I also looked at various works by other artists – either that he could have seen and potentially been influenced by, or contemporaries dealing with the same subjects. In the latter category I was looking at sketches which I had not found reproduced anywhere, so it was a complete unknown how they would compare to Blake’s – for the most part differences were more striking than similarities (I can’t put any comparisons to up because the images aren’t available online).

They also finally sell some Blake postcards (I’m fairly sure they’ve never had them when I’ve been before), so I have a few more to add to my pile which I can’t quite decide whether to find wallspace for (it is healthy to be able to not think about the PhD occasionally).

Work in Abundance

I haven’t posted in a while; this is largely owing to spending too much time at my computer, rather than too little.

I spent much of last week manacled to my laptop working on the text for the online version of the John Rylands Library’s Blake exhibition. It’s a curious process re-writing an exhibition for an online manifestation — it will basically follow the physical exhibition in terms of the groupings of works but it will be quite a different beast in a number of ways.

Obviously the “visitor” will lose the physical experience of seeing each item discussed, and in this case, working within the structure of the University’s website, it will only be possible to have a “slice” of each image “on show” alongside the explanatory text (although the full image will be available to open in a separate window).

On the other hand, given that the exhibition focuses on Blake and the art of the book, a major limitation for the physical exhibition is that it is only possible to show one opening for each volume; in the online exhibition, it will be possible to showcase multiple pages.

The research has taken me to areas I might not otherwise have looked at in as much detail, which has both broadened my horizons and made me spot things which may actually have a bearing on some of the works I am looking at for my thesis.

This week I did get away from the computer a bit more, using some of the research I’ve been doing in relation to the web exhibition in a collection-based session at the Library on Blake and the Gothic. Blake was fascinated by the Gothic and the Library is a magnificent late-Victorian neo-Gothic building (images of the building are available via the University’s online image collections, LUNA).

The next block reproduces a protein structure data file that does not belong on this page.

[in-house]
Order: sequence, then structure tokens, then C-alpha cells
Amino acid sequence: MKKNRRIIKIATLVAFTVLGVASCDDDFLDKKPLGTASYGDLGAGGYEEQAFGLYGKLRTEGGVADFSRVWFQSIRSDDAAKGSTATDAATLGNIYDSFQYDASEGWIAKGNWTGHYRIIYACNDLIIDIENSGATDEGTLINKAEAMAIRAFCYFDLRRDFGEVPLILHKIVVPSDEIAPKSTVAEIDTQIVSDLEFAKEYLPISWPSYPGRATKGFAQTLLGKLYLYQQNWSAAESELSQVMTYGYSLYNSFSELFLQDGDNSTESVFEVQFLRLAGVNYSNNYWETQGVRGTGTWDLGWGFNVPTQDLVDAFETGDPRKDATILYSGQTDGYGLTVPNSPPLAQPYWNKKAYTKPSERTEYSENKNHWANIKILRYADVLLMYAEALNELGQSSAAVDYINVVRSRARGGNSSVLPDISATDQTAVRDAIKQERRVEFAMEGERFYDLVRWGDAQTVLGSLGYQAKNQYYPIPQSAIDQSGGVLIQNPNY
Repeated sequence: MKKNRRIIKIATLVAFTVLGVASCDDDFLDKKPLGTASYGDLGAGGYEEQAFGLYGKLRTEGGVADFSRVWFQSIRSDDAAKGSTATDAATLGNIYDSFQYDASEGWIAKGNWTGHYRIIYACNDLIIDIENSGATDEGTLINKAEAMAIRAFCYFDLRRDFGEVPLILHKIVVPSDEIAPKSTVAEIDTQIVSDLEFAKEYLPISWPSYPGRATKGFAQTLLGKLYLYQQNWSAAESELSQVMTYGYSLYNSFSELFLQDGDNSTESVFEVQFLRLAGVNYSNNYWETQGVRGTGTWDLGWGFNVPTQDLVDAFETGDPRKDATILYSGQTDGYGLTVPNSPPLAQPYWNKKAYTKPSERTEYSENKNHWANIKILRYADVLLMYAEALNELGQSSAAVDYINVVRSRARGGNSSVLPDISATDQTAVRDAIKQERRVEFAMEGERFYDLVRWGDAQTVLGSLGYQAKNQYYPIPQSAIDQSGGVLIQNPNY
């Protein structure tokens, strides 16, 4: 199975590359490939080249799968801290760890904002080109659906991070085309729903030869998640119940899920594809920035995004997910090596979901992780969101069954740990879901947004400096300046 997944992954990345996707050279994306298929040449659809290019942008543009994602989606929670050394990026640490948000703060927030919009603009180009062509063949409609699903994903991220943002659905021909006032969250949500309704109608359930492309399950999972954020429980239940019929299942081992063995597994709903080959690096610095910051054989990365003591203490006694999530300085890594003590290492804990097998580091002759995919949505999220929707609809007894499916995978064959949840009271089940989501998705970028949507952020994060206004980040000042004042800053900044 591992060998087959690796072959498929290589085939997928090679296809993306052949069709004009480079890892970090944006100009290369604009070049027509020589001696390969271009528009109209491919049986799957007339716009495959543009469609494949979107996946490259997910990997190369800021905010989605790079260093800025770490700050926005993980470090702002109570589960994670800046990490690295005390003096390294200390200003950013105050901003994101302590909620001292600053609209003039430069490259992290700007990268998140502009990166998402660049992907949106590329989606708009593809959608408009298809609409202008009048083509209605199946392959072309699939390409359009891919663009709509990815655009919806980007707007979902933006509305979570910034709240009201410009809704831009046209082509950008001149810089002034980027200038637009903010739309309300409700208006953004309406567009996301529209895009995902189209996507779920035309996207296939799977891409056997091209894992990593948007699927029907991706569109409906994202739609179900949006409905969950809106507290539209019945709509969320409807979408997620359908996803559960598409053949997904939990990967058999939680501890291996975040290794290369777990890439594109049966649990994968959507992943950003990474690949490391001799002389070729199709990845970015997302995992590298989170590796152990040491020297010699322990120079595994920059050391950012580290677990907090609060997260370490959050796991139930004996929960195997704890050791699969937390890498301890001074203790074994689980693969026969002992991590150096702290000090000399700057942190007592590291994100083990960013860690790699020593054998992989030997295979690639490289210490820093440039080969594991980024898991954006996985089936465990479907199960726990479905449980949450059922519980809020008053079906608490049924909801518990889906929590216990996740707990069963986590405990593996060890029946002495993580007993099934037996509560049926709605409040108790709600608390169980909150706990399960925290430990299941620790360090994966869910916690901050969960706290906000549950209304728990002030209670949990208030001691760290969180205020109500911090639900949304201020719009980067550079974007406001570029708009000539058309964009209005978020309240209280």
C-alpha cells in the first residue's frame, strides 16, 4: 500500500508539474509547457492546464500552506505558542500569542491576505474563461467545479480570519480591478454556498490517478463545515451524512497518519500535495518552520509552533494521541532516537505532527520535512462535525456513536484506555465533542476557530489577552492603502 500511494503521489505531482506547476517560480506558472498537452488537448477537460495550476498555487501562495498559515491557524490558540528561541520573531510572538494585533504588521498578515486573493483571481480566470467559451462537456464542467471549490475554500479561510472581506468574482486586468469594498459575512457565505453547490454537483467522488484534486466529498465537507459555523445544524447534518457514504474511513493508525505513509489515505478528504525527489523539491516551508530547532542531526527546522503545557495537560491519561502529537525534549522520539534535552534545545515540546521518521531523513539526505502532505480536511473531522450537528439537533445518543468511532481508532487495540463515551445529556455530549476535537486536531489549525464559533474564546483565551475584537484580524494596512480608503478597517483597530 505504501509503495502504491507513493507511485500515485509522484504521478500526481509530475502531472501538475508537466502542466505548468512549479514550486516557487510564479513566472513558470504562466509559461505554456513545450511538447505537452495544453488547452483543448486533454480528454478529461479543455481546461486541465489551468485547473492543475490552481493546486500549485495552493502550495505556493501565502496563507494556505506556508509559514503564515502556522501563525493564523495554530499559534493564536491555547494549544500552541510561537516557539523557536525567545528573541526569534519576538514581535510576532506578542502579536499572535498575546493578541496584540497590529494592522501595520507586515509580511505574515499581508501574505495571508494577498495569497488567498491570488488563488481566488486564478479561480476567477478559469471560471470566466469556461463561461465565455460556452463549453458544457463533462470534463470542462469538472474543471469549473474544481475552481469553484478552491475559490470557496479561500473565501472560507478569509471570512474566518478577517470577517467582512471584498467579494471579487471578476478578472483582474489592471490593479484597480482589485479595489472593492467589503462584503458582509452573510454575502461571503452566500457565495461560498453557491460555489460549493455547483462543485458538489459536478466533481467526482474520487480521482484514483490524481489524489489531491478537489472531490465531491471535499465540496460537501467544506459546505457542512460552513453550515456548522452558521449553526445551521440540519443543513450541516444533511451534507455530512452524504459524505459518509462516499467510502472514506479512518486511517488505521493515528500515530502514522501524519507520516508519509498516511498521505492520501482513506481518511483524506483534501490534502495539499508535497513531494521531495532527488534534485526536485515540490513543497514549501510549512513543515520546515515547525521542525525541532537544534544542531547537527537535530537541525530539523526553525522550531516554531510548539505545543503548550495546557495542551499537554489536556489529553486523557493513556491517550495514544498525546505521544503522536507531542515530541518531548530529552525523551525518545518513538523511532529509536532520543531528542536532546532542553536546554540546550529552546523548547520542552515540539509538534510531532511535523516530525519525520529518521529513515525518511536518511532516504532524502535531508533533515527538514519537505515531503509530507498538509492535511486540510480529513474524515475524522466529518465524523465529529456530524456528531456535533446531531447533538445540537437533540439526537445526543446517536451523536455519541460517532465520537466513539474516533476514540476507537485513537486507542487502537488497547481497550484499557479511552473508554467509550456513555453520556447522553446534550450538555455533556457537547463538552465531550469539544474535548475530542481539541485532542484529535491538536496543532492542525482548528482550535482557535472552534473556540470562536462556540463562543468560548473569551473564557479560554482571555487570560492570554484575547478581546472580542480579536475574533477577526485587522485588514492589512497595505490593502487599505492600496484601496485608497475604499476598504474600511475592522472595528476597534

The Gothic qualities of Blake’s works was also one of the reasons why he appealed to Victorian critics, artists and designers; the reception of Blake by these figures is one of the themes of the exhibition. In the collection encounter we also showed items associated with the Gothic phenomenon, such as Walpole’s Castle of Otranto and some spooky plates by Fuseli et al from Boydell’s Shakespeare Gallery. My online exhibition text will discuss all this material so watch this space.

I ran this tour twice; for one session I actually had just one visitor, but this made it much more of a conversation which was rather nice.

I also went down (or up) to Cambridge to a conference of visualising the Bible in the nineteenth-century; in fact it was very much mid-nineteenth century, so complemented my forays into the Gothic revival and Blake’s Victorian commentators. It was also a good opportunity to see some old friends and walk some dogs.

Now to refocus my doors of perception on Blake himself and get my first chapter of my thesis drafted.

And I almost forgot, I went to the Tate a couple of weeks ago to see their new dedicated Blake room. They have re-displayed their collection in a chronological hang, but together with Turner, Blake is divorced from his context, in his own chamber-like (maybe even church-like) space which one can access without passing through any other gallery. I’ve mixed feelings about this consequence of the new hang, but it was certainly a treat to spend time surrounded by Blakes!

among the starry wheels

…Cambridge & Oxford & London,